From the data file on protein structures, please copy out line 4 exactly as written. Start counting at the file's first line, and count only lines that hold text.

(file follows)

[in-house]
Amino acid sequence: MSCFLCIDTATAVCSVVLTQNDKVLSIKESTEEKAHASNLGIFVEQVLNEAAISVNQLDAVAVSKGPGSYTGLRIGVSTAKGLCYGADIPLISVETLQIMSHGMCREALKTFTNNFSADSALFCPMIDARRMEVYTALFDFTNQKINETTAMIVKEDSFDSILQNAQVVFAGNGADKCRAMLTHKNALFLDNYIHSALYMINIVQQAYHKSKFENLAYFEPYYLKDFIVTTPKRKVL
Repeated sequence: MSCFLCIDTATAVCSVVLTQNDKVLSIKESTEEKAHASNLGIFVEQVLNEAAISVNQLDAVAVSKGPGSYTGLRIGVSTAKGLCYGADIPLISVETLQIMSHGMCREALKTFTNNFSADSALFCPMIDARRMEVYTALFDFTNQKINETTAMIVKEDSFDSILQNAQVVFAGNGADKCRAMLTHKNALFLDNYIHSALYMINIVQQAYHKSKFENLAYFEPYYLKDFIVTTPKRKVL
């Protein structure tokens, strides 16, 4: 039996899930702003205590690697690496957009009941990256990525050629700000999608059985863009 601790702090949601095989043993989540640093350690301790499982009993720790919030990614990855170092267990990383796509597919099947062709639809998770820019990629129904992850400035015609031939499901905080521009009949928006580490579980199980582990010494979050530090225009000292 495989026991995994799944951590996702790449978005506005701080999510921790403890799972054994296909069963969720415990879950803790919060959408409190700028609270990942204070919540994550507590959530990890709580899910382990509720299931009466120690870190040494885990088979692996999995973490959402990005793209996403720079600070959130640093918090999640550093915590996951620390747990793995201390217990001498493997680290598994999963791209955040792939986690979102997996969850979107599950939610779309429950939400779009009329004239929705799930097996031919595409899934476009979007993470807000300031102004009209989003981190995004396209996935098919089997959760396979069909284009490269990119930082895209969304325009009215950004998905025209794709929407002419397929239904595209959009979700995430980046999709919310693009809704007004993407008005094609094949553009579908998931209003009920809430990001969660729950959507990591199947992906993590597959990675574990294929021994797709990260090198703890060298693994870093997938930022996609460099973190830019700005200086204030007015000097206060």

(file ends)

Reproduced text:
């Protein structure tokens, strides 16, 4: 039996899930702003205590690697690496957009009941990256990525050629700000999608059985863009 601790702090949601095989043993989540640093350690301790499982009993720790919030990614990855170092267990990383796509597919099947062709639809998770820019990629129904992850400035015609031939499901905080521009009949928006580490579980199980582990010494979050530090225009000292 495989026991995994799944951590996702790449978005506005701080999510921790403890799972054994296909069963969720415990879950803790919060959408409190700028609270990942204070919540994550507590959530990890709580899910382990509720299931009466120690870190040494885990088979692996999995973490959402990005793209996403720079600070959130640093918090999640550093915590996951620390747990793995201390217990001498493997680290598994999963791209955040792939986690979102997996969850979107599950939610779309429950939400779009009329004239929705799930097996031919595409899934476009979007993470807000300031102004009209989003981190995004396209996935098919089997959760396979069909284009490269990119930082895209969304325009009215950004998905025209794709929407002419397929239904595209959009979700995430980046999709919310693009809704007004993407008005094609094949553009579908998931209003009920809430990001969660729950959507990591199947992906993590597959990675574990294929021994797709990260090198703890060298693994870093997938930022996609460099973190830019700005200086204030007015000097206060």